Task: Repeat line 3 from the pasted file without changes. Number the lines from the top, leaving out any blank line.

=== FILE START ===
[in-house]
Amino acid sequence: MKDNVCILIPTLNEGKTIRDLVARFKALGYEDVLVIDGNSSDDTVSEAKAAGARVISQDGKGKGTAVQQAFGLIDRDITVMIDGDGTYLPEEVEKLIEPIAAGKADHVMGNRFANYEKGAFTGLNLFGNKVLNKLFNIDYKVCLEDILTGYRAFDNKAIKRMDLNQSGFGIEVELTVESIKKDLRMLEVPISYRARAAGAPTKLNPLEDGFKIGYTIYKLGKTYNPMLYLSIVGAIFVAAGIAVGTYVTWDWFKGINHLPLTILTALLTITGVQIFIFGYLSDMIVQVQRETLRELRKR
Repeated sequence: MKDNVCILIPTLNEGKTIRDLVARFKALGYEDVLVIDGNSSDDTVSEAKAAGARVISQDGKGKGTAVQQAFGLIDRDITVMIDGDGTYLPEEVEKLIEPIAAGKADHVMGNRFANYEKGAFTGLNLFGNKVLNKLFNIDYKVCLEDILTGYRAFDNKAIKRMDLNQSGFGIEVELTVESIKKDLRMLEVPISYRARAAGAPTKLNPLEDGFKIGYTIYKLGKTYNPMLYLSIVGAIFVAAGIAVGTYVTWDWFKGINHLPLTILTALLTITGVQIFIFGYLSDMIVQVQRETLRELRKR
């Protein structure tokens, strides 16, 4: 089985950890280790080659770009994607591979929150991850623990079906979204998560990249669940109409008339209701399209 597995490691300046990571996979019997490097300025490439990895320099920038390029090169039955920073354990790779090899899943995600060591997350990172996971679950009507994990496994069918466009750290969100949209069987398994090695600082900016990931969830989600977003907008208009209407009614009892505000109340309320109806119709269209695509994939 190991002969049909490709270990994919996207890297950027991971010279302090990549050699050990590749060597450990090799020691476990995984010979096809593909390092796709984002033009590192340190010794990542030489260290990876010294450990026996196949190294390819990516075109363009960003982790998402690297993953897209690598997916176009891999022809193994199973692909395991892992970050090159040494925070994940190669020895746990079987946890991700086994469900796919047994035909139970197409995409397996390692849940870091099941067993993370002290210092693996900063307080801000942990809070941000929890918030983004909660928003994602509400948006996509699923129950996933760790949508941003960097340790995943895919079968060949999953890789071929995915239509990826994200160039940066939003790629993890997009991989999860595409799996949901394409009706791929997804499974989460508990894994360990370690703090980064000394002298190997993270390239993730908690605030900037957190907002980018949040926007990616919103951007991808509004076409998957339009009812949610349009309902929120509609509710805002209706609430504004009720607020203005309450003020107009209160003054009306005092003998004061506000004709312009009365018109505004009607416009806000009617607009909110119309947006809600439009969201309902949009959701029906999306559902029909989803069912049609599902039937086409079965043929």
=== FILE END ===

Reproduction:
Repeated sequence: MKDNVCILIPTLNEGKTIRDLVARFKALGYEDVLVIDGNSSDDTVSEAKAAGARVISQDGKGKGTAVQQAFGLIDRDITVMIDGDGTYLPEEVEKLIEPIAAGKADHVMGNRFANYEKGAFTGLNLFGNKVLNKLFNIDYKVCLEDILTGYRAFDNKAIKRMDLNQSGFGIEVELTVESIKKDLRMLEVPISYRARAAGAPTKLNPLEDGFKIGYTIYKLGKTYNPMLYLSIVGAIFVAAGIAVGTYVTWDWFKGINHLPLTILTALLTITGVQIFIFGYLSDMIVQVQRETLRELRKR